Sometimes our kids do things that really push our buttons. And walking in on your child, with their hands down their pants busily having a fiddle, can be one of those moments.
So what should we be doing when we find our child masturbating?
Is it masturbation?
Technically, it isn’t really masturbation.
In young children, it is just about touching. They are exploring their body and discovering a part that feels nicer when they touch. It is usually just a vague fiddling that may become more purposeful later on when they discover that it can feel quite nice (a different ‘nice’ to what an adult feels as kids don’t climax or reach orgasm until puberty).
Why do they do it?
Some kids do, and some kids don’t. Either way, it is just another normal, age-appropriate behaviour. It can be random or become a routine for some children at bedtime, when they are watching tv, of if they are bored, stressed and tired.
They do it because it can soothe and relax them, just like thumb sucking and hair twirling does. So it is just another way that kids manage their feelings.
Should I be worried?
The only time that you should be worried, is when:
- it becomes compulsive
- begins to interfere with normal life
- or stops your child from doing other things.
What to do when they are ‘fiddling’?
It might be ‘normal’ for kids to have a ‘fiddle’, but that doesn’t mean that we need to ignore them and just let them go for it! We need to start teaching them that there is a time and a place for it (and that isn’t whilst watching a movie on the lounge with Grandma).
Just remember that it can take many reminders for kids to understand that touching their genitals is a private activity and even longer for them to understand the concept of privacy. Privacy for them may be ‘fiddling’ in the corner at daycare.
So what should you be doing?
- Take a deep breath – don’t panic and get angry. Shaming your child can negatively impact their self-esteem, body image and adult comfort with sex. 2.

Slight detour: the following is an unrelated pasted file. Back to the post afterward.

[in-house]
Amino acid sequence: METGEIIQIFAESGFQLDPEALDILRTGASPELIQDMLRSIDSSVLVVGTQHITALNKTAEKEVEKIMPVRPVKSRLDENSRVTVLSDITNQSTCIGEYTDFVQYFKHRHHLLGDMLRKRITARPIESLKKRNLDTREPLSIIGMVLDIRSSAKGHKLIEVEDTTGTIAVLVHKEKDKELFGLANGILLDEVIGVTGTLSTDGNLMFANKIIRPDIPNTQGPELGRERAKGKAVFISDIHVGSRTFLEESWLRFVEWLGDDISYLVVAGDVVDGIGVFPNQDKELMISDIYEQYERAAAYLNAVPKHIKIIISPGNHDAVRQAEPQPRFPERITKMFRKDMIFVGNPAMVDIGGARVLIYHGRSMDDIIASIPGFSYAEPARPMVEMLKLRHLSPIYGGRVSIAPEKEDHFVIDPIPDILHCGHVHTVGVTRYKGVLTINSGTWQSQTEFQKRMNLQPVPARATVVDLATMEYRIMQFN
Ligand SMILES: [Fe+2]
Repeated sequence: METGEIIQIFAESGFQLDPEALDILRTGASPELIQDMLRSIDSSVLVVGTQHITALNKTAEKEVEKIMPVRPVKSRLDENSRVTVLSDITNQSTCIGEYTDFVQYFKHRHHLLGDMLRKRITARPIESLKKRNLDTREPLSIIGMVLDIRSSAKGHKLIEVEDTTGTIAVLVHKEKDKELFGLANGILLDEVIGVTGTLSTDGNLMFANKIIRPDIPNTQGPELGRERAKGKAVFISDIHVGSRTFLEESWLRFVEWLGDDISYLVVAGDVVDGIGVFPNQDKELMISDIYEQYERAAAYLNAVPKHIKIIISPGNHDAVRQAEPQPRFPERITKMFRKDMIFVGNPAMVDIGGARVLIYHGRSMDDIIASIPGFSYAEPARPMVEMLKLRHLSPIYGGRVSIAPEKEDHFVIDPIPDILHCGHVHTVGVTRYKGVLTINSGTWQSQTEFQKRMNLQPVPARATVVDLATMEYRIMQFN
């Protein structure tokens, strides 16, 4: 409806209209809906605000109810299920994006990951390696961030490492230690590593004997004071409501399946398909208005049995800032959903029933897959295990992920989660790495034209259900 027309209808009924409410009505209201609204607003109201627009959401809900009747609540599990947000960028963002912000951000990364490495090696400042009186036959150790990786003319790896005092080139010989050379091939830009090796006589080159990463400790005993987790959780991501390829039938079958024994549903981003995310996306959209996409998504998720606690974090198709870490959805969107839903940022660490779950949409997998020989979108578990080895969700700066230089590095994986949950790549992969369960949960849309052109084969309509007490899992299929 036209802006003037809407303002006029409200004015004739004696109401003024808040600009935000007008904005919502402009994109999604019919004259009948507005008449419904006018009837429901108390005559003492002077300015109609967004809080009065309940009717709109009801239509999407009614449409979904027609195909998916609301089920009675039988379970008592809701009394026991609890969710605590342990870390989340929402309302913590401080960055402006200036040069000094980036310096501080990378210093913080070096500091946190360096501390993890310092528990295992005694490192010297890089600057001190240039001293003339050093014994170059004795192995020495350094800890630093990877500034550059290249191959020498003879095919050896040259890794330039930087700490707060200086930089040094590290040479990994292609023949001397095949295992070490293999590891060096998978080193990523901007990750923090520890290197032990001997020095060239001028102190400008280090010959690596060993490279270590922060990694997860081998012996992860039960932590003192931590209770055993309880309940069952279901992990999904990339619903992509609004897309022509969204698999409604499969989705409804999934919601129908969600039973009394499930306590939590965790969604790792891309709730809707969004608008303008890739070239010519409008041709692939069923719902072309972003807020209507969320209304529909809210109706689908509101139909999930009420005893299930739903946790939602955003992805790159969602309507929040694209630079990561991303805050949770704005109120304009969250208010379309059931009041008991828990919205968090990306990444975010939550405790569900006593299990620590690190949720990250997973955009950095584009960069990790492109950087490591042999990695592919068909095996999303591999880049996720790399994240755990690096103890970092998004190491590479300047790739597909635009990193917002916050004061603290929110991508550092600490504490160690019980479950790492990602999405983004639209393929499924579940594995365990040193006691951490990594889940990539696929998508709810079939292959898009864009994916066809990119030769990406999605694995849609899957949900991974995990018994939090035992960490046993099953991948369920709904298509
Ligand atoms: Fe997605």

- Set limits – remind them that this is a private activity that should happen in a private place (like their bedroom). It can take many reminders for them to understand the concept of private. ‘I know that this is something that you like to do, but we don’t touch our vulva/penis/private parts when we are in front of other people. That is a private activity. Where is a private place for you?’ 3
- Distract them – if you are in public or it is too hard to send them to a private place, see if you can discretely distract them from what they are doing. You could try something like ‘Look how nice it is outside, let’s go and jump on the trampoline’. Try to ignore it if it is at sleep time.
- Send them to their room – if appropriate, send them to their room if they can’t be distracted. Gently remind them – ‘Hey, I know that that can feel nice but where do we do private activities? Do you want to go to a private place now? If not, what else can you do?‘
- Don’t make a big deal out of it. Kids enjoy any attention, good or bad, so you could end up encouraging the behaviour. Approach it as you would approach any other annoying habit that they have.
You need to start talking to your child about what privacy means (ie private activities and private places). This is a tricky concept for kids to understand so be prepared for an ongoing conversation.
The easiest way to start is with a book and there are some fantastic books that will help you to introduce this concept. You can find a list of suitable book in this parent resource – Sex Education Books for Children: The Parent Guide, over at Sex Ed Rescue.